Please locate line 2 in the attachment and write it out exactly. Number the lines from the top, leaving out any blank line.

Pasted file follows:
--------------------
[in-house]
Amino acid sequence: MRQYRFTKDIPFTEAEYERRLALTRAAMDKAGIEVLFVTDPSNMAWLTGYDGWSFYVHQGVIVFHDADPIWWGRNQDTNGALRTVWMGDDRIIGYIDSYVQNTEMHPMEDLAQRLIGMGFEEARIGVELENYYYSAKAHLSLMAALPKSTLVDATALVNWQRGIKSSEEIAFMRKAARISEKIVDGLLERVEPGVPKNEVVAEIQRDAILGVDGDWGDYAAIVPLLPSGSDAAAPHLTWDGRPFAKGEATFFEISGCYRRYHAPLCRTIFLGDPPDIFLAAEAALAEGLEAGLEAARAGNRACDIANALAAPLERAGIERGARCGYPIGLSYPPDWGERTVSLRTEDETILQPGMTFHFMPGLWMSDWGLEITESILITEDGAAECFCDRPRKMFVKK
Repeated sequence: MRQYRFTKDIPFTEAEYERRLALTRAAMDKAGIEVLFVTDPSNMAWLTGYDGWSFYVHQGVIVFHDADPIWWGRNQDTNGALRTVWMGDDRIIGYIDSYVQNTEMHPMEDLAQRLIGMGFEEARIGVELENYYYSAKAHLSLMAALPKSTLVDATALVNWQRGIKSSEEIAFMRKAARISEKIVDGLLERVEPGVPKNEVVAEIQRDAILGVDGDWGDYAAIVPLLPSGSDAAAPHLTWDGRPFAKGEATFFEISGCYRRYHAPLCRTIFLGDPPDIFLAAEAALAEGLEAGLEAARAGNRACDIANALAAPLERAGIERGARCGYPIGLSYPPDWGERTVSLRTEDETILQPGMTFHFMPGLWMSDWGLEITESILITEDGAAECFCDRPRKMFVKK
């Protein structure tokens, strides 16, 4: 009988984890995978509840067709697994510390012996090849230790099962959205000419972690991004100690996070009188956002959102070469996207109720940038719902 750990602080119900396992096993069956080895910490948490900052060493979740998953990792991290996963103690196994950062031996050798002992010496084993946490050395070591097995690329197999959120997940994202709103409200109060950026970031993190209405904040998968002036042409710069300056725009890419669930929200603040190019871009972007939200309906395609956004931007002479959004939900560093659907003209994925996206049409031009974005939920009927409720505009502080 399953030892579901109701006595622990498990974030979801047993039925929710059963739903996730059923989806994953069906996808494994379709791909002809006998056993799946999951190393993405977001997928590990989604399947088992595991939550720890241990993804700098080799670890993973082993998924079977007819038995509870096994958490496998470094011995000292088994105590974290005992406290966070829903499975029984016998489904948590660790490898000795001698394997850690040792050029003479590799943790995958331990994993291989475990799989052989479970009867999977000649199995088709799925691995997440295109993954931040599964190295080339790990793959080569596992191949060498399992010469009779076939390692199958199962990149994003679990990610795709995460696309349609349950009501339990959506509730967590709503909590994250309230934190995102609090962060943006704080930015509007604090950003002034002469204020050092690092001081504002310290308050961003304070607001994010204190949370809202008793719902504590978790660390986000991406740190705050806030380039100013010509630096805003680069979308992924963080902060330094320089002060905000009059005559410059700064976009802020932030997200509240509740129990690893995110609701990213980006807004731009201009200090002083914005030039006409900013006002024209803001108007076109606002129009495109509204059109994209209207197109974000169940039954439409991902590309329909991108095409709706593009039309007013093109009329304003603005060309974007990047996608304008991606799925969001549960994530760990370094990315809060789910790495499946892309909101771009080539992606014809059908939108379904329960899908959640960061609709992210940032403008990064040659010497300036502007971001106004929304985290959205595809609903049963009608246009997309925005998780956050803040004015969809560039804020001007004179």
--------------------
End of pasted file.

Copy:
Amino acid sequence: MRQYRFTKDIPFTEAEYERRLALTRAAMDKAGIEVLFVTDPSNMAWLTGYDGWSFYVHQGVIVFHDADPIWWGRNQDTNGALRTVWMGDDRIIGYIDSYVQNTEMHPMEDLAQRLIGMGFEEARIGVELENYYYSAKAHLSLMAALPKSTLVDATALVNWQRGIKSSEEIAFMRKAARISEKIVDGLLERVEPGVPKNEVVAEIQRDAILGVDGDWGDYAAIVPLLPSGSDAAAPHLTWDGRPFAKGEATFFEISGCYRRYHAPLCRTIFLGDPPDIFLAAEAALAEGLEAGLEAARAGNRACDIANALAAPLERAGIERGARCGYPIGLSYPPDWGERTVSLRTEDETILQPGMTFHFMPGLWMSDWGLEITESILITEDGAAECFCDRPRKMFVKK